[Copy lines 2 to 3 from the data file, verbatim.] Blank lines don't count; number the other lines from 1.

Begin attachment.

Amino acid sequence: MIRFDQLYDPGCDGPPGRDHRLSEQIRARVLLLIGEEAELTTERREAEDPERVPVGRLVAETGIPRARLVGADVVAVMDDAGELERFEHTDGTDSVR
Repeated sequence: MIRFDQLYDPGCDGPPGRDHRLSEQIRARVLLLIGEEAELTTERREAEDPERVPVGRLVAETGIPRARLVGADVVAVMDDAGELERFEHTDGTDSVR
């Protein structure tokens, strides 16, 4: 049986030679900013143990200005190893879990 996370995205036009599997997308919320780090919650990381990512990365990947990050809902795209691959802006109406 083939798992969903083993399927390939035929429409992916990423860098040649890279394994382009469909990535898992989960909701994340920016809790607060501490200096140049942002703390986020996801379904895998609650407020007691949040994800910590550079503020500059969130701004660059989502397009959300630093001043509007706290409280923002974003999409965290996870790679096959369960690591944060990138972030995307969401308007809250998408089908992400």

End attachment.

Repeated sequence: MIRFDQLYDPGCDGPPGRDHRLSEQIRARVLLLIGEEAELTTERREAEDPERVPVGRLVAETGIPRARLVGADVVAVMDDAGELERFEHTDGTDSVR
């Protein structure tokens, strides 16, 4: 049986030679900013143990200005190893879990 996370995205036009599997997308919320780090919650990381990512990365990947990050809902795209691959802006109406 083939798992969903083993399927390939035929429409992916990423860098040649890279394994382009469909990535898992989960909701994340920016809790607060501490200096140049942002703390986020996801379904895998609650407020007691949040994800910590550079503020500059969130701004660059989502397009959300630093001043509007706290409280923002974003999409965290996870790679096959369960690591944060990138972030995307969401308007809250998408089908992400």